LEBANON – A weekend cattle drive planned for southern Wisconsin was scrubbed after cows began wandering into a soybean field.
A crew of about 15 people on horseback had planned to drive a herd of cattle from the town of Lebanon to a farm near Juneau over about four hours Sunday morning.
Prior to the cancellation, sidewalks in Hustisford and Lebanon were busy on Nov. 12 as spectators hoped to get a glimpse of an old-fashioned cattle drive.
Rumors had circulated all week about a planned cattle drive after the animals' owner Christ Hookstead visited two churches – one in Lebanon and one in Hustisford – during their Sunday Bible classes last week to announce his plans to move about 50 head of beef cattle from his Lebanon farm to another of his farms near Iron Ridge.
Through social media, word spread quickly. Dodge County Sheriff Dale Schmidt who was opposed to the cattle drive, sent out a news release informing the public of the drive, which would have followed county highways for about 15 miles - including going through the village of Hustisford. Wisconsin law protects cattle drives, and gives cows the right of way.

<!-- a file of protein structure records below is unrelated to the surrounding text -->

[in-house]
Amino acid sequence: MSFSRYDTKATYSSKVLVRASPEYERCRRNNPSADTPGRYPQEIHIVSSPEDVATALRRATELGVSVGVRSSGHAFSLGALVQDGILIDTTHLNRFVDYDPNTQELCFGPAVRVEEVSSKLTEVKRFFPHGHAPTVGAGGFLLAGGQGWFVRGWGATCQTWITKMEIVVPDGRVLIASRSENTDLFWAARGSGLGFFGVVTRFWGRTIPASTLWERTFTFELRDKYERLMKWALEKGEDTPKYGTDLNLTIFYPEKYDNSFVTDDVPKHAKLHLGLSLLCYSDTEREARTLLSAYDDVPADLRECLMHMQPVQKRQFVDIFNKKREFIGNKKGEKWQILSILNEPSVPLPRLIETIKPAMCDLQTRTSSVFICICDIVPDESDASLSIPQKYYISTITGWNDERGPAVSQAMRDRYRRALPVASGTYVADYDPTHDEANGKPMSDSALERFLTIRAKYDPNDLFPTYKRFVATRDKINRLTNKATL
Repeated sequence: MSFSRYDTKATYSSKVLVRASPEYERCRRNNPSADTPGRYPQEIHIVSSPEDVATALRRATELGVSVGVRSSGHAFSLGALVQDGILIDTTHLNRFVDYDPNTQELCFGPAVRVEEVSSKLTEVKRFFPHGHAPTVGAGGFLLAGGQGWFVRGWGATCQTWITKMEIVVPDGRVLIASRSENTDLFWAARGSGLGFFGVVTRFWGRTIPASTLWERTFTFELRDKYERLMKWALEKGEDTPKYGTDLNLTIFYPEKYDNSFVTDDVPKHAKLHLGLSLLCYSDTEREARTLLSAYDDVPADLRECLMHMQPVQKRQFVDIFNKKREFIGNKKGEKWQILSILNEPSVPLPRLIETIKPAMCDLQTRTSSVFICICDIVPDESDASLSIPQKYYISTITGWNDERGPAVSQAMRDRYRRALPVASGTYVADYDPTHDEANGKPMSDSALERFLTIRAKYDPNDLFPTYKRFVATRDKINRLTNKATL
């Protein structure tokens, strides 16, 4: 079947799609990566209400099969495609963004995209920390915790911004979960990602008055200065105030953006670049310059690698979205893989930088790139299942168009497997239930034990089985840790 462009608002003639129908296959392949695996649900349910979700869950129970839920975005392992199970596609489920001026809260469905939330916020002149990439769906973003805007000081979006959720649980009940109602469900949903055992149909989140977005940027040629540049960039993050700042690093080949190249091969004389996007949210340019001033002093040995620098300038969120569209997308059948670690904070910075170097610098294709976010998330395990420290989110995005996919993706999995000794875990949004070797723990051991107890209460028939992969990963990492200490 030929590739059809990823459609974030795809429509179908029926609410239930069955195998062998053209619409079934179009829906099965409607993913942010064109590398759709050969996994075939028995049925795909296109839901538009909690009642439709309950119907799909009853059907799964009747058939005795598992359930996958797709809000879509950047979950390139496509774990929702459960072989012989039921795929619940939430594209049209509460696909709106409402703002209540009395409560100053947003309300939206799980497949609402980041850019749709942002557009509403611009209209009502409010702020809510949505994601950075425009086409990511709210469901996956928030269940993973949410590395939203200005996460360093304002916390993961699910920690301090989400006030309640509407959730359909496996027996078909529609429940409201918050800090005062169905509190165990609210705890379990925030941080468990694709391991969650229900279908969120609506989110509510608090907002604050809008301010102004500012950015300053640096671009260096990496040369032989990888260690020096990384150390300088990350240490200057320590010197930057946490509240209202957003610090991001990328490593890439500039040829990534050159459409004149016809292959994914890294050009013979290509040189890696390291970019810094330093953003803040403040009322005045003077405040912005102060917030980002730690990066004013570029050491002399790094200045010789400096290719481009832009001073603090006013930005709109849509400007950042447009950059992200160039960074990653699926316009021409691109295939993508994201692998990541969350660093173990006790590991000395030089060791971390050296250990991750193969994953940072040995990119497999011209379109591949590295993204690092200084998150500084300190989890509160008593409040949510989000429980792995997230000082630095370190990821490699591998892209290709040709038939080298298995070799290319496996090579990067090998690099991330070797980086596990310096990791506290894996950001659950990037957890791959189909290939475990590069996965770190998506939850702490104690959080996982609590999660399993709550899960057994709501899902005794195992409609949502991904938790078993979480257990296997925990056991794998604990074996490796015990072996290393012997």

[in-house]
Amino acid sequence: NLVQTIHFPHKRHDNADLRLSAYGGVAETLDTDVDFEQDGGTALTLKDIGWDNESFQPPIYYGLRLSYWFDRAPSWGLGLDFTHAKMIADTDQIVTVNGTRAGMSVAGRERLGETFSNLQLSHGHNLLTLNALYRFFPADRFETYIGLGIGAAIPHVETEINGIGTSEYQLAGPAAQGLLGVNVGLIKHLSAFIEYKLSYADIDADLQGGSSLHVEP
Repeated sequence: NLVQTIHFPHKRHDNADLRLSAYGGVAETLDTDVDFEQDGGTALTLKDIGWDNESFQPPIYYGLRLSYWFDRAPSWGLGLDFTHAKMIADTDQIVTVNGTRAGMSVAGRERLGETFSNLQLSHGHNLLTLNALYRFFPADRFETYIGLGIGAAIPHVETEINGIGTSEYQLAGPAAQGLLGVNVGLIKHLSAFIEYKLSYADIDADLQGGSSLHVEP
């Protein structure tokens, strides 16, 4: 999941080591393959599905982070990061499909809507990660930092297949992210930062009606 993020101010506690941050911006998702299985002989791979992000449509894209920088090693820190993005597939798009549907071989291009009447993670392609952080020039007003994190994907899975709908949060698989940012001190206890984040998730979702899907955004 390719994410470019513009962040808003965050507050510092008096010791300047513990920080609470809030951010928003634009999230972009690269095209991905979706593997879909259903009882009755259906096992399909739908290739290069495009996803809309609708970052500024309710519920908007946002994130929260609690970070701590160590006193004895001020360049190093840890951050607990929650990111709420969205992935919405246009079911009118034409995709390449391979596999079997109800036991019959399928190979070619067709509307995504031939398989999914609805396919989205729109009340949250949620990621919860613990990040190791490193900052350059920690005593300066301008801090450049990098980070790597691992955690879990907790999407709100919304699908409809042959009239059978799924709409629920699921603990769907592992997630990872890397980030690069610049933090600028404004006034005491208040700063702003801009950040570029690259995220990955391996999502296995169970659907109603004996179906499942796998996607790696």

The cattle drive began as planned but after just a short time the cattle spread out in all directions, keeping the trained horse riders busy rounding them up. Crews steered the herd home after animals "immediately" wandered into a soybean field near the start of the route, damaging the field, the sheriffs' office wrote in a news release.
Andrew Keuhl, who owns the neighboring farm, told members of the media that the wandering cattle and pursuing horses caused a lot of damage to his soybean field. Cattle were corralled soon after the 'unplanned' detour, and the short-lived drive was called off.
According to the Sheriff's Department, deputies were on scene at the event and that they were working with Hookstead and the land owner to resolve the situation.
Hookstead told the Wisconsin State Farmer he was disappointed at all the attention the cattle drive drew and believed that the cattle were spooked by all the vehicles and spectators.
Disappointed but not defeated, Hookstead said he still plans to find a way to move the cattle to their winter pasture.
“I have built over 17 miles of cattle fence and I know how to care for cattle,” said Hookstead. “Anyone who knows me knows I don’t give up easily.”
Associated Press contributed to this report.